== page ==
Be a Good Samaritan to a Good Samaritan: Field evidence of other-regarding preferences in China

Simon Chang, T.S. Dee, C.W. Tse, L. Yu

Research output: Contribution to journalArticle

2 Citations (Scopus)

Abstract

© 2016 Elsevier Inc.We conducted a large-scale lost letter experiment in Beijing, a megacity with > 21 million residents, to test if the observed altruistic attribute of the letter recipient would induce more passersby to return the lost letters. The treatment letters were addressed to a nationally renowned charitable organization in China, while the control letters were intended to an invented individual. A total of 832 ready-to-be-posted letters were distributed in 208 communities across eight districts in the city. The overall return rate was 13%. Yet, the return rate of the treatment letters (17%) was nearly twice as high as that of the control letters (9%). The finding adds large-scale field experiment evidence in support of the other-regarding preferences theory. In addition, we also found that the lost letters were more likely to be returned if they were dropped in communities with a relatively higher income or a postal box located closer.
Original languageEnglish
Pages (from-to)23-33
JournalChina Economic Review
Volume41
DOIs
Publication statusPublished - 2016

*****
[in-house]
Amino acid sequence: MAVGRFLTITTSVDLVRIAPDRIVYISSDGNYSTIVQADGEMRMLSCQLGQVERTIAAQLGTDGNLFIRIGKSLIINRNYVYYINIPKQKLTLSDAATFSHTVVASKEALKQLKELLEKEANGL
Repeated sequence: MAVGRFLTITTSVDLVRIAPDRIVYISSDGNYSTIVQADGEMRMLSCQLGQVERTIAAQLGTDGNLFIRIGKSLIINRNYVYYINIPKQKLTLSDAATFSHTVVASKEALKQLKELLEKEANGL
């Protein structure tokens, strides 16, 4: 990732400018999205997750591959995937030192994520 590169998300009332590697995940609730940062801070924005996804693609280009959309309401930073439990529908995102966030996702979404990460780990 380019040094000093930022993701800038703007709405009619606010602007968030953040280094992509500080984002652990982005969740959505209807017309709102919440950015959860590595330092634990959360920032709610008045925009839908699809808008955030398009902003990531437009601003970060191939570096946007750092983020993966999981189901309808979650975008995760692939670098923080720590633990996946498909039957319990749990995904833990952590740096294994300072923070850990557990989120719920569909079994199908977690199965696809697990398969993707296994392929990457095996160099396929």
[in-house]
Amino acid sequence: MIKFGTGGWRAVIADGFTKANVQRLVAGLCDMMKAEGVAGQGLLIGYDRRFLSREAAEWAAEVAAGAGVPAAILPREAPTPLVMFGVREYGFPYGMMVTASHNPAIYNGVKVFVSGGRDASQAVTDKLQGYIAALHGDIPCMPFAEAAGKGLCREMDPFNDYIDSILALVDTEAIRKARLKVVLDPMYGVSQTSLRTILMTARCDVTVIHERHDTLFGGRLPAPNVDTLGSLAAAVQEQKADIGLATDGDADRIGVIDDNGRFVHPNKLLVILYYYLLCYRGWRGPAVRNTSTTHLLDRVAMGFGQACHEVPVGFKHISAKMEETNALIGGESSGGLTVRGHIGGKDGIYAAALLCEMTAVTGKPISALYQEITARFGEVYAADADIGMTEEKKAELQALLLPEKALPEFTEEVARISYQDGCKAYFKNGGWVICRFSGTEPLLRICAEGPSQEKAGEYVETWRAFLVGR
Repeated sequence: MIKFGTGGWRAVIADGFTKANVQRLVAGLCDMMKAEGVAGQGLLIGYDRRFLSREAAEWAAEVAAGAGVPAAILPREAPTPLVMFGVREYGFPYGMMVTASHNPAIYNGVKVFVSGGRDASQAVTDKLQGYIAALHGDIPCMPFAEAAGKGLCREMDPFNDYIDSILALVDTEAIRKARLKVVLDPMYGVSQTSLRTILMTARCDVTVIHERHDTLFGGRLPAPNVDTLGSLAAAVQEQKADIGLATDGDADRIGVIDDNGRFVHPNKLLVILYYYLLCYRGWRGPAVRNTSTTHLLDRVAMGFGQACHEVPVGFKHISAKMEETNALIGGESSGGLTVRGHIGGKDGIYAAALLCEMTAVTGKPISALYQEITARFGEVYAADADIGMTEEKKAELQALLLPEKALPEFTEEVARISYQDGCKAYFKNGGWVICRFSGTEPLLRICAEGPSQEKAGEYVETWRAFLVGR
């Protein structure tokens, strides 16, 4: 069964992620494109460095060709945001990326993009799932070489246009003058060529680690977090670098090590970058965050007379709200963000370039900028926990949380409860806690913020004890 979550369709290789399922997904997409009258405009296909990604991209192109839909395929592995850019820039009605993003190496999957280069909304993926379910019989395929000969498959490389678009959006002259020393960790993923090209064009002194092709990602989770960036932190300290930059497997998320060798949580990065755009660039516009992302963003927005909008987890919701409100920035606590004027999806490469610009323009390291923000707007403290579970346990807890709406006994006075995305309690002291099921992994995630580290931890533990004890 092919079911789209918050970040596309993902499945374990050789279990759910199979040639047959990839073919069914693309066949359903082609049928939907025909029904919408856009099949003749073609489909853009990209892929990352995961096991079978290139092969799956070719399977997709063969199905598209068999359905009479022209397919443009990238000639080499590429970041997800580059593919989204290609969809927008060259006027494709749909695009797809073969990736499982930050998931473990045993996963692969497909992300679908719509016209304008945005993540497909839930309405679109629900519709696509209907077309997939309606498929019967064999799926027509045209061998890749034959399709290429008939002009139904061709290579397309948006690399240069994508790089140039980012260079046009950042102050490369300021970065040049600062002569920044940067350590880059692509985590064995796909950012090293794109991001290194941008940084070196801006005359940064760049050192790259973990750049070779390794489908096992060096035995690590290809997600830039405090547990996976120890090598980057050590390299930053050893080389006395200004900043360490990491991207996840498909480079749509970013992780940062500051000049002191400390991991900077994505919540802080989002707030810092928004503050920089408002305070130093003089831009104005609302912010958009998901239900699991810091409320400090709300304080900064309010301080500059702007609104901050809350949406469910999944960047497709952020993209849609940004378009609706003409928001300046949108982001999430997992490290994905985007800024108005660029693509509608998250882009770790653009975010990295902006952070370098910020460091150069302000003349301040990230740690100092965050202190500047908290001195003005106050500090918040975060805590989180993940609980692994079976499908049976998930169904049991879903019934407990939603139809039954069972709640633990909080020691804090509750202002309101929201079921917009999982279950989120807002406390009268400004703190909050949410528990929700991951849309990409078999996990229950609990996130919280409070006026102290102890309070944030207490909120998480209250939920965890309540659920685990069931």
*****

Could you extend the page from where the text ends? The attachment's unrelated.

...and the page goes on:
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China
Other-regarding preferences
Preference theory
Experiment
Rate of return
Income
Residents
Field experiment
Beijing

Cite this

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Be a Good Samaritan to a Good Samaritan: Field evidence of other-regarding preferences in China. / Chang, Simon; Dee, T.S.; Tse, C.W.; Yu, L.

In: China Economic Review, Vol. 41, 2016, p. 23-33.

Research output: Contribution to journalArticle

TY - JOUR

T1 - Be a Good Samaritan to a Good Samaritan: Field evidence of other-regarding preferences in China

AU - Chang, Simon

AU - Dee, T.S.

AU - Tse, C.W.

AU - Yu, L.

PY - 2016

Y1 - 2016

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AB - © 2016 Elsevier Inc.We conducted a large-scale lost letter experiment in Beijing, a megacity with > 21 million residents, to test if the observed altruistic attribute of the letter recipient would induce more passersby to return the lost letters. The treatment letters were addressed to a nationally renowned charitable organization in China, while the control letters were intended to an invented individual. A total of 832 ready-to-be-posted letters were distributed in 208 communities across eight districts in the city. The overall return rate was 13%. Yet, the return rate of the treatment letters (17%) was nearly twice as high as that of the control letters (9%). The finding adds large-scale field experiment evidence in support of the other-regarding preferences theory. In addition, we also found that the lost letters were more likely to be returned if they were dropped in communities with a relatively higher income or a postal box located closer.

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